Gene Therapy for Advanced Parkinson’s Shows Promise
An experimental surgical treatment for Parkinson’s disease (PD) — which involves inserting the human gene known as GAD deep into a brain structure — improved motor symptoms in people with a moderately advanced stage of Parkinson’s. The results were reported in the March 17 online issue of The Lancet Neurology.
Gene therapy is a method which delivers a therapeutic substance, made by a gene, directly to a specific area of the body. In the new study, scientists used an inactivated virus to deliver the gene called glutamic acid decarboxylase (GAD) into brain cells. GAD makes a neurotransmitter called GABA which can suppress over-activity in an area of the brain called the subthalamic nucleus. (It is this kind of over-activity that contributes to the movement symptoms and complications of Parkinson’s, such as dyskinesia.) An earlier study showed that the use of this virus to deliver the GAD gene into the brain was a safe approach in people with PD.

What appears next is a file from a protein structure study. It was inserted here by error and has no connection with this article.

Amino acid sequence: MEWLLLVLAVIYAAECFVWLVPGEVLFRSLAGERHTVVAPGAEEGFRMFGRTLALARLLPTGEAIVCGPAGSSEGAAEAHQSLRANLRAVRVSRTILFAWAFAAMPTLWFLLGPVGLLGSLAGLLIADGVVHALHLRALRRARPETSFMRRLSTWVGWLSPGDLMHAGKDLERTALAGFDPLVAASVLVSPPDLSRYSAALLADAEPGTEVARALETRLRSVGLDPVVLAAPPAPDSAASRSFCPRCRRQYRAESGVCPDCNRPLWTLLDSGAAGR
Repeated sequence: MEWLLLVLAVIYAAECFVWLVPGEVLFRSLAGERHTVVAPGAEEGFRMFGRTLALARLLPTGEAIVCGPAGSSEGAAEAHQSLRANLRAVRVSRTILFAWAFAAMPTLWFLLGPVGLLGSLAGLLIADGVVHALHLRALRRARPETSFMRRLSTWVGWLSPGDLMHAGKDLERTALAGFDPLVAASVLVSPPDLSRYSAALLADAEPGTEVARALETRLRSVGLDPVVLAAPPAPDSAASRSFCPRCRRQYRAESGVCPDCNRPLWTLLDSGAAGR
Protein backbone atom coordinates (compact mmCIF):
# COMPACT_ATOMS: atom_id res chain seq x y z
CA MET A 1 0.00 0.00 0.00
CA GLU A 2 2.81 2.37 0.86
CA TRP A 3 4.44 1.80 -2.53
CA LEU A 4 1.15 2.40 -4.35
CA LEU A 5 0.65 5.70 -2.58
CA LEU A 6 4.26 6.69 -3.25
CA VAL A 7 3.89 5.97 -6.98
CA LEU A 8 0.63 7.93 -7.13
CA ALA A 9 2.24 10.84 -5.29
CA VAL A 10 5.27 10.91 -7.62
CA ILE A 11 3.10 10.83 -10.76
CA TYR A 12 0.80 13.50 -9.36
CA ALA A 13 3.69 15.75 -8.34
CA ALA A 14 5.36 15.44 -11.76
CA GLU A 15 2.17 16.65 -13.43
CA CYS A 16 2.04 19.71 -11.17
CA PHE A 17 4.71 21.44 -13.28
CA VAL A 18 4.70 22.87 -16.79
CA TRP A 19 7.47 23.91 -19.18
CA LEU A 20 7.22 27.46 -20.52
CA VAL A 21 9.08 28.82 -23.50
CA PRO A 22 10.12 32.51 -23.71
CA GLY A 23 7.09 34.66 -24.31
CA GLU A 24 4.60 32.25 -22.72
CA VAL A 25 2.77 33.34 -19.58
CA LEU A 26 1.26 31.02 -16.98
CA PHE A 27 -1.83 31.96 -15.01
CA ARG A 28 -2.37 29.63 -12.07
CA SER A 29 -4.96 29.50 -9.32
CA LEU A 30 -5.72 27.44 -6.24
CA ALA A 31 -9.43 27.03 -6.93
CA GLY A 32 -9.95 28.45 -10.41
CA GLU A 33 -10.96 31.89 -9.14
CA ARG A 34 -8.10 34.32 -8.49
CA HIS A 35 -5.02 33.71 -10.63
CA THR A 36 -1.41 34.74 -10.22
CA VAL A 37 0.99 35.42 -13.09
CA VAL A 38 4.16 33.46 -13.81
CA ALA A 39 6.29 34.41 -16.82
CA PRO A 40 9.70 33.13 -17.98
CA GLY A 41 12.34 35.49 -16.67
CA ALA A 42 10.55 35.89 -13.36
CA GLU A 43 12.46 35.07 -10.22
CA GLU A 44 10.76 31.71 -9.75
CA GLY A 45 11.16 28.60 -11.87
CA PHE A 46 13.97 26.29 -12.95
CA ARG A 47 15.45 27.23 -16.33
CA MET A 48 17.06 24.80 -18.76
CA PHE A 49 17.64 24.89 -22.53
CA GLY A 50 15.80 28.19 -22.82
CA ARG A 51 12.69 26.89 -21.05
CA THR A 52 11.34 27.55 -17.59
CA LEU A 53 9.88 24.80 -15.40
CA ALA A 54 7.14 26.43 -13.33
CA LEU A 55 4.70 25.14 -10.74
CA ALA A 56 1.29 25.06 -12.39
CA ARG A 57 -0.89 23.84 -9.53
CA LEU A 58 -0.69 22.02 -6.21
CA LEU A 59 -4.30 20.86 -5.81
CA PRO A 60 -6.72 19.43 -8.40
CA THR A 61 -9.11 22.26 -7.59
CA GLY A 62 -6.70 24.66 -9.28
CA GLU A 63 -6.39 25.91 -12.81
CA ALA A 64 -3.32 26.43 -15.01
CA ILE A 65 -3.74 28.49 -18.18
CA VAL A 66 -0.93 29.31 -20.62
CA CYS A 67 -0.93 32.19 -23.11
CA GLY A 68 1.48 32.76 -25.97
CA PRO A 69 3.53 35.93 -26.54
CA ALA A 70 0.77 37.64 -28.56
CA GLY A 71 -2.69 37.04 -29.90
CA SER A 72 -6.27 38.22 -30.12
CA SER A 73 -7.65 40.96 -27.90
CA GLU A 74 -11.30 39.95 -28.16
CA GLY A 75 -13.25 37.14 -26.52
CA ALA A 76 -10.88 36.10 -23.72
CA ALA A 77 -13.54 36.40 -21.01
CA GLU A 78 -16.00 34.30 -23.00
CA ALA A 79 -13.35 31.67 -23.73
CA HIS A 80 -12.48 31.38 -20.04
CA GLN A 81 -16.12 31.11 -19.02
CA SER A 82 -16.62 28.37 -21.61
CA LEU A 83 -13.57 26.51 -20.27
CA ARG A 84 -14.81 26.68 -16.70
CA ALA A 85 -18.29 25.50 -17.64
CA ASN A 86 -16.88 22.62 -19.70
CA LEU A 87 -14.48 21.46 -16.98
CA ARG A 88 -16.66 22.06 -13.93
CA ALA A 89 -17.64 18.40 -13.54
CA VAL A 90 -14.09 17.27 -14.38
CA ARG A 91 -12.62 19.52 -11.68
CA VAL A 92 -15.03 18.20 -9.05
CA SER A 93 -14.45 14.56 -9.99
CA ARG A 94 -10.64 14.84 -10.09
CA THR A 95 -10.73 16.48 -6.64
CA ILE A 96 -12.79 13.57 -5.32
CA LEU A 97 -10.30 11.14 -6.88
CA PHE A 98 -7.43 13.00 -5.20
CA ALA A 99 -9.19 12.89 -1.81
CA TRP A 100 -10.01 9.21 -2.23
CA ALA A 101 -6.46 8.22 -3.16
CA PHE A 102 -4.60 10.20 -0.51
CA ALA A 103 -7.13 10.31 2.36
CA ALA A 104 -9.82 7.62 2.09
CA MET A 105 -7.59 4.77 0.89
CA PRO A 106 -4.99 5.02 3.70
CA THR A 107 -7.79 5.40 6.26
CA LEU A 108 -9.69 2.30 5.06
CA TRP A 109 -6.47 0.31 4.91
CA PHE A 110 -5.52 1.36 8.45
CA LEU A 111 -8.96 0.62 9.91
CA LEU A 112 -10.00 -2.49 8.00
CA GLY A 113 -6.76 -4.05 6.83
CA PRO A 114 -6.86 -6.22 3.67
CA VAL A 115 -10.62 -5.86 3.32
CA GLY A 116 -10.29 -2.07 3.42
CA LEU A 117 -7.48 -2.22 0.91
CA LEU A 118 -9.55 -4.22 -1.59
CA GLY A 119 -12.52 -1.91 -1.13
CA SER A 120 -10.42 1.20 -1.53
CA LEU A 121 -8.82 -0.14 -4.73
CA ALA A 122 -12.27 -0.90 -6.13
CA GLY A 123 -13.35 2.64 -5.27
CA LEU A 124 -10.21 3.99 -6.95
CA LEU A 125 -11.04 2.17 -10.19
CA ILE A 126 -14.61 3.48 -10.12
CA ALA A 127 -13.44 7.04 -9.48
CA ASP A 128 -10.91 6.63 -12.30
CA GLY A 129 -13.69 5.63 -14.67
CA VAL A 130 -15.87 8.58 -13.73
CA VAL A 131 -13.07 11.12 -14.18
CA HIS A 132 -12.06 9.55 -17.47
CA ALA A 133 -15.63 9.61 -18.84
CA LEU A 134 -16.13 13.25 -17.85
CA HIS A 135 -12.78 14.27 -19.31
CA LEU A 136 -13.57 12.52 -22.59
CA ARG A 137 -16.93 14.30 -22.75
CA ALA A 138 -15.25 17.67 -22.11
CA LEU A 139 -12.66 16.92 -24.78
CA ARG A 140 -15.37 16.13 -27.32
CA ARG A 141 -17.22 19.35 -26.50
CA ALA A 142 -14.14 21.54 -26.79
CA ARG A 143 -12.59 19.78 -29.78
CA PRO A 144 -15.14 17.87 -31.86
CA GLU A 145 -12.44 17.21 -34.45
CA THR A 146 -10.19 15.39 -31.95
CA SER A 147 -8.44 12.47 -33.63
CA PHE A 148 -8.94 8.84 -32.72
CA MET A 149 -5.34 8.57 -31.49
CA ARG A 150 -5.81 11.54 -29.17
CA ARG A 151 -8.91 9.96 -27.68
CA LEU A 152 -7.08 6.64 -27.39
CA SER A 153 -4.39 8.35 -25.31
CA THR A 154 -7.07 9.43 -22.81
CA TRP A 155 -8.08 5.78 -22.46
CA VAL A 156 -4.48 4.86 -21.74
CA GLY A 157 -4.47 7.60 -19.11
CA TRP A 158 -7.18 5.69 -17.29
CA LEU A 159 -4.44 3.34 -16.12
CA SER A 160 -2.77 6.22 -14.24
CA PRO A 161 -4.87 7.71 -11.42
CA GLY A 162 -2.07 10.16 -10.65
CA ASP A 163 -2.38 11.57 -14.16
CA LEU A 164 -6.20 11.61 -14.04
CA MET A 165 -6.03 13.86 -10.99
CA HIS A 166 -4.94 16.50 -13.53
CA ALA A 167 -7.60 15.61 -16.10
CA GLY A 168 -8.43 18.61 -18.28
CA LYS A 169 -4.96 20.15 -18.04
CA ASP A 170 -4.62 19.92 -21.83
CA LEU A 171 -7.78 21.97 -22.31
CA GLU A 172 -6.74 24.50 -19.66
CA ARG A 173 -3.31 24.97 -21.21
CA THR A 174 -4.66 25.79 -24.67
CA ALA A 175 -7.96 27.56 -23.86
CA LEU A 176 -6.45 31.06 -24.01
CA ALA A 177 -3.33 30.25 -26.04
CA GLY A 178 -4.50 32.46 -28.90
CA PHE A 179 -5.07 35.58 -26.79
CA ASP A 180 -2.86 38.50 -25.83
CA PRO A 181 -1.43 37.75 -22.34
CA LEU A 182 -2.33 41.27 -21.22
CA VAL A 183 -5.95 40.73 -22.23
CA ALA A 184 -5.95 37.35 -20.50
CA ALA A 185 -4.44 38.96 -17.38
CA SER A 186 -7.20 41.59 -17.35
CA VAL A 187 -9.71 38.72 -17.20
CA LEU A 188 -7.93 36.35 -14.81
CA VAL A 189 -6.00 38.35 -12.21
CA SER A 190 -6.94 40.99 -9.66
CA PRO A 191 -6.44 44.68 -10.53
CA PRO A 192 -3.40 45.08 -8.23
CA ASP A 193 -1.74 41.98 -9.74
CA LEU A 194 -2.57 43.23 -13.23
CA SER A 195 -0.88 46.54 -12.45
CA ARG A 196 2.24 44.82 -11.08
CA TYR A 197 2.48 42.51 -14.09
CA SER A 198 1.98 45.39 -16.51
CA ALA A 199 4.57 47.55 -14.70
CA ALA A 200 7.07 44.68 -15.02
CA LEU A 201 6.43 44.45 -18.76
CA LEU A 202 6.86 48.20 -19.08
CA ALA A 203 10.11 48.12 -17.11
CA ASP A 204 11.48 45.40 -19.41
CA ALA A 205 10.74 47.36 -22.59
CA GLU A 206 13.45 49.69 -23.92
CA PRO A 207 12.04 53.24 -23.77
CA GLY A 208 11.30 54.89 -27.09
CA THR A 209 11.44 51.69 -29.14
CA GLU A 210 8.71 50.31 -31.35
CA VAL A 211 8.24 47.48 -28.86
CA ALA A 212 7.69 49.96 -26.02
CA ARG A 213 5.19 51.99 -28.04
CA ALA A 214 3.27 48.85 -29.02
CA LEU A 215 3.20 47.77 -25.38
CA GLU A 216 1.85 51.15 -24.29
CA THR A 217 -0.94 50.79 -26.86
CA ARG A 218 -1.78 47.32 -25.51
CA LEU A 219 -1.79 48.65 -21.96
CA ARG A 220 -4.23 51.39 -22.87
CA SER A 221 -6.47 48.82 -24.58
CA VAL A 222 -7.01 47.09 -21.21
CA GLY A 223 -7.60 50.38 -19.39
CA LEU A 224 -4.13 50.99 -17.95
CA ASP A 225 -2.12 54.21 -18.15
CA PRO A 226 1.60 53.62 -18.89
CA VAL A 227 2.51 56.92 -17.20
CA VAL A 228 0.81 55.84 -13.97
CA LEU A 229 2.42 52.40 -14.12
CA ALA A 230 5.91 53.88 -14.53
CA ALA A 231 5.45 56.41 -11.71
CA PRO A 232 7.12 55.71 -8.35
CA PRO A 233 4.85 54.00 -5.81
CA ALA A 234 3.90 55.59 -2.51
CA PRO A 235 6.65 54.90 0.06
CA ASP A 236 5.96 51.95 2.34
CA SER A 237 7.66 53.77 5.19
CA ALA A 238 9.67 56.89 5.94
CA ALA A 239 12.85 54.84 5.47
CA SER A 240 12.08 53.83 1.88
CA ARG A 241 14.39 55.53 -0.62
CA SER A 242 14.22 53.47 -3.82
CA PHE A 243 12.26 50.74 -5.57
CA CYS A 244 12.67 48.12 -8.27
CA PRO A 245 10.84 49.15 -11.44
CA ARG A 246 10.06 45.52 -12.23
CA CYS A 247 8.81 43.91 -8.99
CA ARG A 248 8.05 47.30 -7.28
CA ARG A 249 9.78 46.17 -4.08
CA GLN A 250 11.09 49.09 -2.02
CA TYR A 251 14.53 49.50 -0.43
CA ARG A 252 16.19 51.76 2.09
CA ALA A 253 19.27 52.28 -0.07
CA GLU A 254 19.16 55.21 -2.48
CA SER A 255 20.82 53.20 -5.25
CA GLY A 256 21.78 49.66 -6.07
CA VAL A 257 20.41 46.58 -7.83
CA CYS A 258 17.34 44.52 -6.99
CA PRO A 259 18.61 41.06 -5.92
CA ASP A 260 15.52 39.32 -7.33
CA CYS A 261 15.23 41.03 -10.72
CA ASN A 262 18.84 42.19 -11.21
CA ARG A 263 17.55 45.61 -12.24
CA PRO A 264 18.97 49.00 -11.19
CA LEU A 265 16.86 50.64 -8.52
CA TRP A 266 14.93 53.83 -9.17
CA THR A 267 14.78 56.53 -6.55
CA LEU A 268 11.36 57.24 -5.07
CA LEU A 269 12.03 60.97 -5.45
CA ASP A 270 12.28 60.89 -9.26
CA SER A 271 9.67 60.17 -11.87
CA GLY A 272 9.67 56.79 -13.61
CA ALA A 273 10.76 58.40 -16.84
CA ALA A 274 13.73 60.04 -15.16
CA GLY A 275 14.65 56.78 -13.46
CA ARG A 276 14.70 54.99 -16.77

Investigators at seven US research centers led by Andrew Feigin, M.D., of the Feinstein Institute for Medical Research, North Shore University Hospital, Manhasset, NY, surgically inserted catheters into the brains of 16 study participants to carry the GAD gene to both sides of an area of the midbrain known as the subthalamic nucleus. An additional 21 participants underwent sham surgery, a simulated injection procedure in which the skull is not opened and participants do not receive the GAD gene. Sham surgery is important for research design and helps to maintain “blinding” of the study, meaning neither the participants nor medical personnel know which participants had the “real thing,” and which had the fake procedure.